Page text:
Groups such as the ANS Young Members Group and the North American Young Generation in Nuclear, which empower a new generation of nuclear students and professionals, were recently joined by a small new sister organization, the WMS Next Generation Leadership Committee. The new organization was born during an informal meeting in February between organization leaders and young participants at the Waste Management Conference (presented by Waste Management Symposia [WMS] in Phoenix, Arizona).
WMS, a non-profit organization dedicated to education, has a history of supporting students with scholarships, fellowships, poster competitions, and opportunities in radioactive waste management. However, long-serving members of the Post Foundation board of trustees and the WMS organizing committee have recently recognized a growing need for a new generation to sustain the future of the symposium.
Accordingly, WMS organizers invited young attendees to gather and contribute their ideas for the future of WMS. In particular, this meeting focused on ways that the symposium could better serve and attract a new generation of organizers, leaders, and participants. This small but representative group of founding meeting attendees are already contributing to the long-term sustainability of the symposium by making their ideas, opinions, and concerns known to the Program Advisory Committee that organizes the conference.
Denia Djokic, a PhD candidate from the University of California at Berkeley, was intrigued by "the idea of branding the mission of radioactive waste management to make it more attractive to young people." She also was strongly in favor of the possibility of instituting a mentorship program within the conference that might pair long-time attendees with young professionals to enhance the value of networking events during the conference.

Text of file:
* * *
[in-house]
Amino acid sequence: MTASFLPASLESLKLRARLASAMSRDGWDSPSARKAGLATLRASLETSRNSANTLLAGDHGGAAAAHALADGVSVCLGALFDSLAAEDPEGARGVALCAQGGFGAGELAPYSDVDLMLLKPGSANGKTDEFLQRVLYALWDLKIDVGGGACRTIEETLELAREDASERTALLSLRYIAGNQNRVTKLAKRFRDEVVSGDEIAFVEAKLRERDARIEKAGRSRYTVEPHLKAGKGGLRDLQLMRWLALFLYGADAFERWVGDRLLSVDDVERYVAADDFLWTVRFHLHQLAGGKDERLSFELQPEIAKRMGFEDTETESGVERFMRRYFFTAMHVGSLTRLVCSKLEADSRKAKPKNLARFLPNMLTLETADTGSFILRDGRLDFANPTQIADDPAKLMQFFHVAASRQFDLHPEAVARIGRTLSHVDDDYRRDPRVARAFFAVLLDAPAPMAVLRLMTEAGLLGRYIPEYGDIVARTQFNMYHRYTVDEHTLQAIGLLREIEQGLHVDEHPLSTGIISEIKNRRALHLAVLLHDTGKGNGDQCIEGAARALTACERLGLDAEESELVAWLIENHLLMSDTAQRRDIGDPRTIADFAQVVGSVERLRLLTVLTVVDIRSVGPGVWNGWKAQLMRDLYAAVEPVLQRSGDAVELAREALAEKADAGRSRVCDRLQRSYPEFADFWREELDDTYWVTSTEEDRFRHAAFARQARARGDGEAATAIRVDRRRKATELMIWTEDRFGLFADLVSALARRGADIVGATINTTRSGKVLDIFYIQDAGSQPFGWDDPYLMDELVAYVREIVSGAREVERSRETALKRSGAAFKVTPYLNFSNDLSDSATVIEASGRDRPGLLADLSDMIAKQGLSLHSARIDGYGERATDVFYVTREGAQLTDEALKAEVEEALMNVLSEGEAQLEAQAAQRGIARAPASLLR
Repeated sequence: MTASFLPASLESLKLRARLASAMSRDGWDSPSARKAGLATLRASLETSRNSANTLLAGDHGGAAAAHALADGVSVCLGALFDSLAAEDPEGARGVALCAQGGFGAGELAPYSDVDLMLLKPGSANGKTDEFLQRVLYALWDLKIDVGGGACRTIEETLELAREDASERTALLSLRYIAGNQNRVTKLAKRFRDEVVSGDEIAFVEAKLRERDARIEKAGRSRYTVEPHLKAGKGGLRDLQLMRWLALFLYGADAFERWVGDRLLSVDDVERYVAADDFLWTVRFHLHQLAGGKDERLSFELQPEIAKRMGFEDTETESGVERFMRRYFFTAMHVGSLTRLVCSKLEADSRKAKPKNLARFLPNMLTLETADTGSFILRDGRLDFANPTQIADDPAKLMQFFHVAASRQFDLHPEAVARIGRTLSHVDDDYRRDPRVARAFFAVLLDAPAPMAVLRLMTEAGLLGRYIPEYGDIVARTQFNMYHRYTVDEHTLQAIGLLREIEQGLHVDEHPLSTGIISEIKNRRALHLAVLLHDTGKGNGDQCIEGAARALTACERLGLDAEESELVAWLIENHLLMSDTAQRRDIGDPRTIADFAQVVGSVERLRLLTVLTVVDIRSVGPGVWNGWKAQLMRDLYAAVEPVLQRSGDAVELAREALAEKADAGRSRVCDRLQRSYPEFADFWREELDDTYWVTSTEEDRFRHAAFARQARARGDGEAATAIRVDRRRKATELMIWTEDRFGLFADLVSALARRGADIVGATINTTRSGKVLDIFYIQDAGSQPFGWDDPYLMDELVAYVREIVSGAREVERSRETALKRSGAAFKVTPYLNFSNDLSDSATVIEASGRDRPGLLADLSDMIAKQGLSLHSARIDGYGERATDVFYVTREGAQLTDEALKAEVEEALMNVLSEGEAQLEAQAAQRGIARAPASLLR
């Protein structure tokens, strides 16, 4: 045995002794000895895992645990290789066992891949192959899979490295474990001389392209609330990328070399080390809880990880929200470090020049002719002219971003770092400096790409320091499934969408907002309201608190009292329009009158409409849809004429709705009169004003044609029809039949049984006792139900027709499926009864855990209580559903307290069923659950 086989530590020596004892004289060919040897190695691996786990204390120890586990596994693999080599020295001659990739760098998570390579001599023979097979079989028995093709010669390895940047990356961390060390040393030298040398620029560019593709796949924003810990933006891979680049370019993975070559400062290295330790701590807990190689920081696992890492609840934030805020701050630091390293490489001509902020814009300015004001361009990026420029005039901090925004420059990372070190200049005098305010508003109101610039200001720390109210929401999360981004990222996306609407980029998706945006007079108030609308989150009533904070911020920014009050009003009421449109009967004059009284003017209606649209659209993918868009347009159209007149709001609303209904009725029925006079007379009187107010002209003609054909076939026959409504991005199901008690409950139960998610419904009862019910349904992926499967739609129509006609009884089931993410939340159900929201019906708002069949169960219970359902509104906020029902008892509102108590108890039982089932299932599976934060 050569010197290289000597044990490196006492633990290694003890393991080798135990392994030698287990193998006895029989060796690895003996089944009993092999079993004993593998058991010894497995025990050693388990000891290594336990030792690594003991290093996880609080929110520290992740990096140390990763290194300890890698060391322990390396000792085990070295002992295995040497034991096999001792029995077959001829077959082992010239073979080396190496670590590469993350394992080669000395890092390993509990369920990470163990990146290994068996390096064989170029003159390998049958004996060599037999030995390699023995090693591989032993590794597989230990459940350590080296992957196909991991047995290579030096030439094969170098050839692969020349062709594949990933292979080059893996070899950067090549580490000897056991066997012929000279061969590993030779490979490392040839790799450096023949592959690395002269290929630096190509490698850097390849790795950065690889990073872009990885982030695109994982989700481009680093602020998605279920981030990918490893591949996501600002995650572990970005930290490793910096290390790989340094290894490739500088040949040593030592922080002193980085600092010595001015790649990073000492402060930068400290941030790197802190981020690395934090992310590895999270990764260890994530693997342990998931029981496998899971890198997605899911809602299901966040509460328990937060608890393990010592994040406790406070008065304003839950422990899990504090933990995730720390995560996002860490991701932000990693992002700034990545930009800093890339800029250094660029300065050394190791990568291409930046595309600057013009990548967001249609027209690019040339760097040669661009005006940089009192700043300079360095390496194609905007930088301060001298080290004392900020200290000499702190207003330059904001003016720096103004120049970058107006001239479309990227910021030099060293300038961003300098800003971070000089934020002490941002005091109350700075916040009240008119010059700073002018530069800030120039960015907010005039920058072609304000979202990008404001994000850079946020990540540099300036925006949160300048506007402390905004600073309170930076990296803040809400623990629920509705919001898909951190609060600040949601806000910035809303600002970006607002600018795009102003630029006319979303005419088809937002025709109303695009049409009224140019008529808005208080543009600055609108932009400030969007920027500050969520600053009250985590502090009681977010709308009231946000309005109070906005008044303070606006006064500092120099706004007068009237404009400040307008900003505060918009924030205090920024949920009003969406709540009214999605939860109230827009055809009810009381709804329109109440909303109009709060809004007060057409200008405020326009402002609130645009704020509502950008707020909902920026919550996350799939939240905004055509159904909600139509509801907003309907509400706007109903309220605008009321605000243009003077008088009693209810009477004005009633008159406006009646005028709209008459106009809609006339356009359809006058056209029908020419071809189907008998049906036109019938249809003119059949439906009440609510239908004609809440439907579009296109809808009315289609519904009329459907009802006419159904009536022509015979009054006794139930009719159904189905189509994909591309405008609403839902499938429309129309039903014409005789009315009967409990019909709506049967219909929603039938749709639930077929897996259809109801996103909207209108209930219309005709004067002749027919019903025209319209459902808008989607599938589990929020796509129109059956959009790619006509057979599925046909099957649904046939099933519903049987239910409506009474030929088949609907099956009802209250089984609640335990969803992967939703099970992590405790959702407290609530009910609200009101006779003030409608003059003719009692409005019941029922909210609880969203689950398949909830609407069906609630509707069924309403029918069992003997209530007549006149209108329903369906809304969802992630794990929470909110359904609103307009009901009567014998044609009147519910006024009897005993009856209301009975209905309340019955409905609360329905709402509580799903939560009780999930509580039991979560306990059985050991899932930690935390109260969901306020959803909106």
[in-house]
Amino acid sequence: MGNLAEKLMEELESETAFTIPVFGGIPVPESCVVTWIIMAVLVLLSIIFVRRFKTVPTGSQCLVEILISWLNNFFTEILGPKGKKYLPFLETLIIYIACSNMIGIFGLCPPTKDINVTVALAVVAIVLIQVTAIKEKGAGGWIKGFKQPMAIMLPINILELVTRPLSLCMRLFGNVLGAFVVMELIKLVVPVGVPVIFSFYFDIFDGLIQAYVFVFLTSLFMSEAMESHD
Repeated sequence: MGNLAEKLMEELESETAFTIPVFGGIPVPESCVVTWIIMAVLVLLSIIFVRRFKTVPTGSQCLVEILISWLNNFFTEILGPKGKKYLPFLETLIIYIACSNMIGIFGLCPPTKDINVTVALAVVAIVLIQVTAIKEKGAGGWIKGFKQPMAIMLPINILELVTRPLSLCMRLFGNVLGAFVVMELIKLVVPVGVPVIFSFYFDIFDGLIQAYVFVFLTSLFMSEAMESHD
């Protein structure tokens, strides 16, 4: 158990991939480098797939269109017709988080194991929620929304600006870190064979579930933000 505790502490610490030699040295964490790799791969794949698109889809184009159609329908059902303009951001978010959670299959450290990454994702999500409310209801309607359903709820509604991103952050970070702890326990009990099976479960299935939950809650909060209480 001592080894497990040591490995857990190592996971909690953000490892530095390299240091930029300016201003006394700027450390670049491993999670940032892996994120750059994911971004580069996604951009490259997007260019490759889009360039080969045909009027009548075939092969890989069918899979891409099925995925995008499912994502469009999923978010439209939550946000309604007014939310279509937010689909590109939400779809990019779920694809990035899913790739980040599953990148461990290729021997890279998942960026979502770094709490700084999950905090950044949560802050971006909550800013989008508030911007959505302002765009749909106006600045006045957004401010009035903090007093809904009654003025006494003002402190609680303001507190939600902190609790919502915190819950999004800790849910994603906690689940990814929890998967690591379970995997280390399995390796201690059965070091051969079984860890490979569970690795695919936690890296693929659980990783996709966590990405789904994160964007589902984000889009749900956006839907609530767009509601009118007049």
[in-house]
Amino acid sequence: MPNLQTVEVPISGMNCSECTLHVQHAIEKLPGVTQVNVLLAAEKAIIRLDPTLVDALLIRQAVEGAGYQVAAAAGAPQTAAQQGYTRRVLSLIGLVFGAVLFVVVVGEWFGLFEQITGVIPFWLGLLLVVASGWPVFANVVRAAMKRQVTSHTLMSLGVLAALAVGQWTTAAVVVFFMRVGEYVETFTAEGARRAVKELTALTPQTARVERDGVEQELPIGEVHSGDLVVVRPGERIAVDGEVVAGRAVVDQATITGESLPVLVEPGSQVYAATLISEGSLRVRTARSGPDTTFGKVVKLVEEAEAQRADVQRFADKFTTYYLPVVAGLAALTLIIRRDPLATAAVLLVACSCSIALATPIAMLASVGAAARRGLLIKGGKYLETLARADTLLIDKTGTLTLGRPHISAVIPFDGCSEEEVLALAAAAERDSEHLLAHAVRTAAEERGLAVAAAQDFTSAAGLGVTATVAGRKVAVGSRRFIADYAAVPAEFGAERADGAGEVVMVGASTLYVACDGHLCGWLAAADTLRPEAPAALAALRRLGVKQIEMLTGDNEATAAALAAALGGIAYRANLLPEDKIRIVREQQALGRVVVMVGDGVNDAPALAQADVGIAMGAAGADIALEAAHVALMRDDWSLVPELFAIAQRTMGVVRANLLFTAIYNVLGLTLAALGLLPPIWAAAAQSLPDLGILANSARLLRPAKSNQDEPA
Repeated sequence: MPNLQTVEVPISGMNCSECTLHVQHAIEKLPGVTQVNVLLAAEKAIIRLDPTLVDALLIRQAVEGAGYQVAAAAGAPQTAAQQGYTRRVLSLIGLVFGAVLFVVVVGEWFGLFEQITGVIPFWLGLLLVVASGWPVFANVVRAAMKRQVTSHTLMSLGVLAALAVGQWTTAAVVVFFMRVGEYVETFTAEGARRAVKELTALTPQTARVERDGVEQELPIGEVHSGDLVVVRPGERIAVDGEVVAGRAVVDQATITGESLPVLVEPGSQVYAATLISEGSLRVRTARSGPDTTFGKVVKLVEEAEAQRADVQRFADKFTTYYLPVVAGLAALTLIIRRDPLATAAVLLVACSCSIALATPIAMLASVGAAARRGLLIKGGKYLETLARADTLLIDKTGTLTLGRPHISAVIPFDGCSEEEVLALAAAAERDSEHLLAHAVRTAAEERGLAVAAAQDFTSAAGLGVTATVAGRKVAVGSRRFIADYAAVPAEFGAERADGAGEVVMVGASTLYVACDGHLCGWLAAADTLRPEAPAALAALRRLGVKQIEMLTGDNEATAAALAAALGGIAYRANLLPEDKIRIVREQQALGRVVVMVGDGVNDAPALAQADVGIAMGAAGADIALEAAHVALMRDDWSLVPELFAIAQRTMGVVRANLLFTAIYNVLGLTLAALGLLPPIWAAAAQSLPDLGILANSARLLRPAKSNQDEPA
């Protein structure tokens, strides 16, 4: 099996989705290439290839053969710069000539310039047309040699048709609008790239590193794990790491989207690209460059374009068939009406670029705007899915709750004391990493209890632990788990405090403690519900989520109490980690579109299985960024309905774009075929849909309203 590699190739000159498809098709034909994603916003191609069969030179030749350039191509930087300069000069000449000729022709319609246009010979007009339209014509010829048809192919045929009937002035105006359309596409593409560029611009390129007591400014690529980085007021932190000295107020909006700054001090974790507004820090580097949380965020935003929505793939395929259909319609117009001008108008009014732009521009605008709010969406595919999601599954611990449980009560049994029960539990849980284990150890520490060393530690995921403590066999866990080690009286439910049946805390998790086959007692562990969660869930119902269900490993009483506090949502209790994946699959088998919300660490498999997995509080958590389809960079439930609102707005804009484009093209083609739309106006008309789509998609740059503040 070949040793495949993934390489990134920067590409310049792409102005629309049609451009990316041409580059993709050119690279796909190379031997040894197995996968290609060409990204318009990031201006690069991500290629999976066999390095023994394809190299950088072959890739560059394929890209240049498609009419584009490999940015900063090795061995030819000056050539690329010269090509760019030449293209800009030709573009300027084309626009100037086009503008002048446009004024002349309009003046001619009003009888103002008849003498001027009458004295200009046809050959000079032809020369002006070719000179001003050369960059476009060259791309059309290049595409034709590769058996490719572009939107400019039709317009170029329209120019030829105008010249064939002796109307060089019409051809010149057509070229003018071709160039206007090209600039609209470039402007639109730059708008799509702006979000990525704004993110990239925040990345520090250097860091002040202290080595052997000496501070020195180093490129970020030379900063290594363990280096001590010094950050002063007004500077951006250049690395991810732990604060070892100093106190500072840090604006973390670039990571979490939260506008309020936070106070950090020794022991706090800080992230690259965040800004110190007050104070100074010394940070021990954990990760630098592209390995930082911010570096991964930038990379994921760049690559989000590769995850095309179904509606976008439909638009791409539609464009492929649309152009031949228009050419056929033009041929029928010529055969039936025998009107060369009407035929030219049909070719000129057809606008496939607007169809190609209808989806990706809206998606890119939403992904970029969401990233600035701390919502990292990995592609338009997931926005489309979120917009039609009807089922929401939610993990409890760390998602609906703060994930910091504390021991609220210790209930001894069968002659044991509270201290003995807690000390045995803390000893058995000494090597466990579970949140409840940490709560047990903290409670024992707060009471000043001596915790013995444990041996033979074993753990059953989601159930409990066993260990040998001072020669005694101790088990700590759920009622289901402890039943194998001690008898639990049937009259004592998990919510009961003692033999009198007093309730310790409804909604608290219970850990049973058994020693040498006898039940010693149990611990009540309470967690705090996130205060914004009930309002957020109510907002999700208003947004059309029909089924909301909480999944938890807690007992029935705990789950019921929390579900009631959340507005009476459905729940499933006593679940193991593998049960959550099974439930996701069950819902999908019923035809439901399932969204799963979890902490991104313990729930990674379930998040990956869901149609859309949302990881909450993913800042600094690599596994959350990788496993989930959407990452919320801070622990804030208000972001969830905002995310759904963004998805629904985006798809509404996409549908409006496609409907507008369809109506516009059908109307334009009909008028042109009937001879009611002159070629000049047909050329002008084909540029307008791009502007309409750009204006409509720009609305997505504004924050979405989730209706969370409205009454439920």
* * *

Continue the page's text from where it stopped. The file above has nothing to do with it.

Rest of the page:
Others in the group pragmatically suggested ideas such as job fairs and more opportunities for young members to step into organizing roles within the Program Advisory Committee or as session co-chairs. These initiatives are still in the early discussion stages, but if you're a young professional interested in contributing ideas to the committee, a questionnaire is available to send in your ideas.
Katy Huff is a PhD candidate in nuclear engineering at the University of Wisconsin-Madison and a laboratory graduate appointee at Argonne National Laboratory working on computational fuel cycle analysis. She currently develops Cyder, a nuclear waste disposal system model, and the Cyclus next generation fuel cycle simulator.